A critical attitude is one of the most important characteristics of a journalist.
But in order to enhance ideological unity, Chinese President Xi Jinping recently called on all Chinese government officials to combat “rumor spreaders” in the country and to win the battle for “public opinion,” cracking down on online dissenters and their critical attitudes towards the state.
Accordingly, the Communist Party’s Propaganda Department announced that the nation will require its 307,000 reporters, producers, and editors to sit through at least two days of Marxism classes.
Chinese journalists initially reacted with a kind of silenced apathy, one investigative reporter for the Southern Weekly stating that he was “speechless” in response to the new requirement.
But beyond losing a voice in Chinese society with Xi Jinping’s announcement, Chinese reporters now face the loss of journalistic credibility internationally and are slowly speaking out about it anonymously.
According to a reporter for China’s Sina News, the Berliner Zeitung in Germany claims that “professional conduct standards for Chinese journalists will now be more blurred,” and China’s new “ideological requirement” will force journalists to abandon their critical duties.
The Berliner Zeitung goes on to say, “In comparison to publications from the ‘80s and ‘90s, Chinese media today is vibrant and diverse. Before, from content to language and layout, practically all Chinese newspapers were the same. Now, however, China has over 2000 newspaper outlets and around 9500 magazine publishers covering topics from astronomy to local construction projects and garden design. Even topics related to homosexuality and domestic violence were common and critical attitudes were the norm.”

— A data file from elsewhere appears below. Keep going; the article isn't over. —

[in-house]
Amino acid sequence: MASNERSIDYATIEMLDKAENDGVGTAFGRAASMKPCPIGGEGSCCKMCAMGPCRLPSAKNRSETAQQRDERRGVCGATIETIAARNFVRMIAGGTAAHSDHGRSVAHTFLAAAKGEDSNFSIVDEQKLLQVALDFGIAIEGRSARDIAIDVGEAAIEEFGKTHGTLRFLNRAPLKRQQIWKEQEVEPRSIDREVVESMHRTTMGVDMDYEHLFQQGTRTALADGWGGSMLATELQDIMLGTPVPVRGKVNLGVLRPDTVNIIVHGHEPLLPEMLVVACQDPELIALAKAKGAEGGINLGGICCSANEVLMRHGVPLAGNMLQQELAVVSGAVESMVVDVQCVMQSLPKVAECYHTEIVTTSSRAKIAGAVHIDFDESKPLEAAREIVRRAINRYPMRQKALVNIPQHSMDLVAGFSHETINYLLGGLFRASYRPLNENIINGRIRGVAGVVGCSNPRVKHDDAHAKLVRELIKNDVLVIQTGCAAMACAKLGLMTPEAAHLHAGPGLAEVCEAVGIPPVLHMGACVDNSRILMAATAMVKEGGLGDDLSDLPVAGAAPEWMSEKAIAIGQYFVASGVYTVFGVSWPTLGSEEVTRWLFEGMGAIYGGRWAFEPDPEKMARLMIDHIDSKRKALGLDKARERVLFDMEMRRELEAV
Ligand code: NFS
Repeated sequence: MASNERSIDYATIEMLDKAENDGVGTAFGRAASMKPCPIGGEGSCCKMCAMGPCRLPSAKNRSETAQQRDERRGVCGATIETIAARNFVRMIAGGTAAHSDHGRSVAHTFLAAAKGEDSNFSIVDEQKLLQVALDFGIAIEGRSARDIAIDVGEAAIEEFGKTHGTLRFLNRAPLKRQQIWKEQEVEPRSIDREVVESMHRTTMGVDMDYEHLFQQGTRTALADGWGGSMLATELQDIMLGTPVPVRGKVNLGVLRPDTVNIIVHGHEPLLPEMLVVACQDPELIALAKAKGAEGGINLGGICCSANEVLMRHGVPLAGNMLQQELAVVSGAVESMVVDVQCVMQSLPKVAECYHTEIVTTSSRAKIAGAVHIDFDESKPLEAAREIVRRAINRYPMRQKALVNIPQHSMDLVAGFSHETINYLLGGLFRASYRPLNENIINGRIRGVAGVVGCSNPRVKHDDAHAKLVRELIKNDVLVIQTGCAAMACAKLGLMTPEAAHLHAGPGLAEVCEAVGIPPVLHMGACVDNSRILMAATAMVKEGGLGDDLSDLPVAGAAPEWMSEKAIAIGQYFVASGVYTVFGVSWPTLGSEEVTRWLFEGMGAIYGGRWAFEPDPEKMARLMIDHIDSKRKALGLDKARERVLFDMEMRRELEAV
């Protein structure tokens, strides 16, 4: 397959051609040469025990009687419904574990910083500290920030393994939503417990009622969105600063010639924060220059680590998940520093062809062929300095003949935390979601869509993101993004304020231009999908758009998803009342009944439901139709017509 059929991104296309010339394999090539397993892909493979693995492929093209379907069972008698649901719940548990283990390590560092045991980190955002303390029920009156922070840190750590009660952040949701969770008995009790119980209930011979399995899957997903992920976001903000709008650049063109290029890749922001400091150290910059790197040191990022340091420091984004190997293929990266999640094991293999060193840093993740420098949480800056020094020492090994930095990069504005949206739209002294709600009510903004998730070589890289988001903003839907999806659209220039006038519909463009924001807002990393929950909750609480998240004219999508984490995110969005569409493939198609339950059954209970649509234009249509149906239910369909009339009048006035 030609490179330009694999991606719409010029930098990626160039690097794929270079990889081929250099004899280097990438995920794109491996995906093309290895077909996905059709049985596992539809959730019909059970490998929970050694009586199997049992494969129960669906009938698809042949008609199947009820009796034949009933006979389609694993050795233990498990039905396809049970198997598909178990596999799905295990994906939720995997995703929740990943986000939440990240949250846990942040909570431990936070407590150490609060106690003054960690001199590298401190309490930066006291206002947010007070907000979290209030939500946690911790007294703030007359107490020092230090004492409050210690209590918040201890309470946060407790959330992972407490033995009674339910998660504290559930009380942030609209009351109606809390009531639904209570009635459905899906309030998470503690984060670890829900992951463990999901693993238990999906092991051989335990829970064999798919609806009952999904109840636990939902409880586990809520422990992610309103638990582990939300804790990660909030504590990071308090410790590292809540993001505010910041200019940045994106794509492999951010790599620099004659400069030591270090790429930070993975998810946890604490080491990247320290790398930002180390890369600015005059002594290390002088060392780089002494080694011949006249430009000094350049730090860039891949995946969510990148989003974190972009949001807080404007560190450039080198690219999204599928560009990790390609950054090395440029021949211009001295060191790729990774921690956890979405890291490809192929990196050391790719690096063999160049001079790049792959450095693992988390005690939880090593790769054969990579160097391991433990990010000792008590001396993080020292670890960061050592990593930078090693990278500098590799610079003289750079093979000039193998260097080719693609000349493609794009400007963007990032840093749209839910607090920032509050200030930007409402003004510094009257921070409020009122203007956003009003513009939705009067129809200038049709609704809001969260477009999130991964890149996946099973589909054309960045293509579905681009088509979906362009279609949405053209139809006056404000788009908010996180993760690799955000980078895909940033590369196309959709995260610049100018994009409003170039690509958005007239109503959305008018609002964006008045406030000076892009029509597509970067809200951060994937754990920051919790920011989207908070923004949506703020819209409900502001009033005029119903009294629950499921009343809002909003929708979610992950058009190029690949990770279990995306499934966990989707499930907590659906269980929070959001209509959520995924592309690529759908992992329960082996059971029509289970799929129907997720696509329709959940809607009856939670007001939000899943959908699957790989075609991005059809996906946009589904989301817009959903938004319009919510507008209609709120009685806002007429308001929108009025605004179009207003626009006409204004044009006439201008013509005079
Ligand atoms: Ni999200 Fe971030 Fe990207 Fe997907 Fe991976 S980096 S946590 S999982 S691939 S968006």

But as a result of the new policy announcement, the Berliner Zeitung fears that Chinese journalists will not only feel pressured to hold their tongues on matters related to religion, Tibet, Taiwan, and Tiananmen. The German news source expresses concern that Chinese journalists will not be at liberty to speak critically about much at all.
According to an anonymous Chinese online journalist, “Most journalists who were looking for journalistic freedom have left China’s newspaper industry or aligned themselves with the Chinese government’s wishes.”
And while ideological unity reform plays out in China, more reporters being forced into anonymity or out of the journalistic field, credibility abroad for China’s content creators drops.
Chinese reporters are further muffled and silenced.
Foreign reporters further lose sense of what’s actually happening on the ground in China.
And the Party is the new editorial department.